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    Unlike other more established disciplines, a shared understanding and broad acceptance of the essence of forensic science, its purpose, and fundamental principles are still missing or mis-represented. This foundation has been overlooked, although recognised by many forensic science forefathers and seen as critical to this discipline's advancement. The Sydney Declaration attempts to revisit the essence of forensic science through its foundational basis, beyond organisations, technicalities or protocols. It comprises a definition of forensic science and seven fundamental principles that emphasise the pivotal role of the trace as a vestige, or remnant, of an investigated activity. The Sydney Declaration also discusses critical features framing the forensic scientist’s work, such as context, time asymmetry, the continuum of uncertainties, broad scientific knowledge, ethics, critical thinking, and logical reasoning. It is argued that the proposed principles should underpin the practice of forensic science and guide education and research directions. Ultimately, they will benefit forensic science as a whole to be more relevant, effective and reliable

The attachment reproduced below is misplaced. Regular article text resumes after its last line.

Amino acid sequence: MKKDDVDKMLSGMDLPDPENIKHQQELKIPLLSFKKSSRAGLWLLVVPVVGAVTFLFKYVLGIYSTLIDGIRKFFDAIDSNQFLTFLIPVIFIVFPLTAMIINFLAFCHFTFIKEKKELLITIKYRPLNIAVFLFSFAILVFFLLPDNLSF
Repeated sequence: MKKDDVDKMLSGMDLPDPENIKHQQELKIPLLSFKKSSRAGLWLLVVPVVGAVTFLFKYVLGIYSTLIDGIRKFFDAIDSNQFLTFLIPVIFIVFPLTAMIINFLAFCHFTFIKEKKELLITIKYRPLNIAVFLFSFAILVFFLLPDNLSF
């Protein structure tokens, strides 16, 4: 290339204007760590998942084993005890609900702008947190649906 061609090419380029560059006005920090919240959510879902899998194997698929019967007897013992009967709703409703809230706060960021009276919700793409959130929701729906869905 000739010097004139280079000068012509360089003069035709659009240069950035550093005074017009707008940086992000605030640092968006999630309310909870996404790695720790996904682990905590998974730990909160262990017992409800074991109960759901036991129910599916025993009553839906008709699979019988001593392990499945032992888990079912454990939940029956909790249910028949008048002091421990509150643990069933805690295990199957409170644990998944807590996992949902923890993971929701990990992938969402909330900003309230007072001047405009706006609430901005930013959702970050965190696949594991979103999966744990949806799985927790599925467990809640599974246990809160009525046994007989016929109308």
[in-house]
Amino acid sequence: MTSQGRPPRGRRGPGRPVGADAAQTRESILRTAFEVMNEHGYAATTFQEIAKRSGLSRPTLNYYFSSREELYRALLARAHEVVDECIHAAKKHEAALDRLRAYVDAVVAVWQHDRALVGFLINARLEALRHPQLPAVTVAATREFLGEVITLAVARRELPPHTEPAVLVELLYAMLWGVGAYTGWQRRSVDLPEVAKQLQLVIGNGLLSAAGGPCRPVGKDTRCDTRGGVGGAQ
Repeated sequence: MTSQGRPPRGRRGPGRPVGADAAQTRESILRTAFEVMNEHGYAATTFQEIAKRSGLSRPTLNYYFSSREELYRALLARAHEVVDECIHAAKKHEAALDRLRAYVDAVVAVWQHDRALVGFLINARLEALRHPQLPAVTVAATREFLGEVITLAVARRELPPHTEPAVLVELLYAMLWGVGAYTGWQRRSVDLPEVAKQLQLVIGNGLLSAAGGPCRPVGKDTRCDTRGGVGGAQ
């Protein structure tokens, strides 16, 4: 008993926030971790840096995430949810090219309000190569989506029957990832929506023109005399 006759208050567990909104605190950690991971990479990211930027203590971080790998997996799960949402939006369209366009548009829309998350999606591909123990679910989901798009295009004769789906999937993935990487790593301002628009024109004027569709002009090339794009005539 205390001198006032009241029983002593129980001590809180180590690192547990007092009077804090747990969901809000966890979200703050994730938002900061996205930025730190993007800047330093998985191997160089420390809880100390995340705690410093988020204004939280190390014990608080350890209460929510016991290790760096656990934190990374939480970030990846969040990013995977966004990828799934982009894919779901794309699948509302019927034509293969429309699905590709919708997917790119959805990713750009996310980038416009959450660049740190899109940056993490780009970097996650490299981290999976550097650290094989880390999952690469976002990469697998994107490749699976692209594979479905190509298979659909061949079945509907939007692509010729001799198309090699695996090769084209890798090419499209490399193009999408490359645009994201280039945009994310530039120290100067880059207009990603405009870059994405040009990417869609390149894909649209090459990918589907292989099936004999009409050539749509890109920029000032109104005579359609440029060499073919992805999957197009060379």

How to RESPOND to modern challenges for people living with HIV: A profile for a new cohort consortium

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    Background: the International Cohort Consortium of Infectious Disease (RESPOND) is a collaboration dedicated to research on HIV and other infectious diseases. Methods: RESPOND is a flexible organization, with several independent substudies operating under one shared governance. HIV-related variables, including full antiretroviral therapy (ART) history, are collected annually for all participants and merged with substudy specific data into a shared data pool. Incident clinical events are reported using standardized forms. Prospective follow-up started 1/10/17 (enrolment) with retrospective data collected back to 01/01/12. Results: Overall, 17 cohorts from Europe and Australia provided data on 26,258 people living with HIV (PLWH). The majority (43.3%) of the population were white, with men-sex-with-men accounting for 43.3% of the risk for HIV acquisition. The median age was 48 years (IQR 40–56) and 5.2% and 25.5% were known to be co-infected with hepatitis B or C. While 5.3% were ART-naïve, the median duration on ART was 10.1 years (4.8–17.6), with 89.5% having a VL <200 copies/mL and the median CD4 count being 621 cells/µL (438–830). Malignancies (n = 361) and cardiovascular disease (n = 168) were the predominant reported clinical events. Conclusion: RESPOND’s large, diverse study population and standardized clinical endpoints puts the consortium in a unique position to respond to the diverse modern challenges for PLWH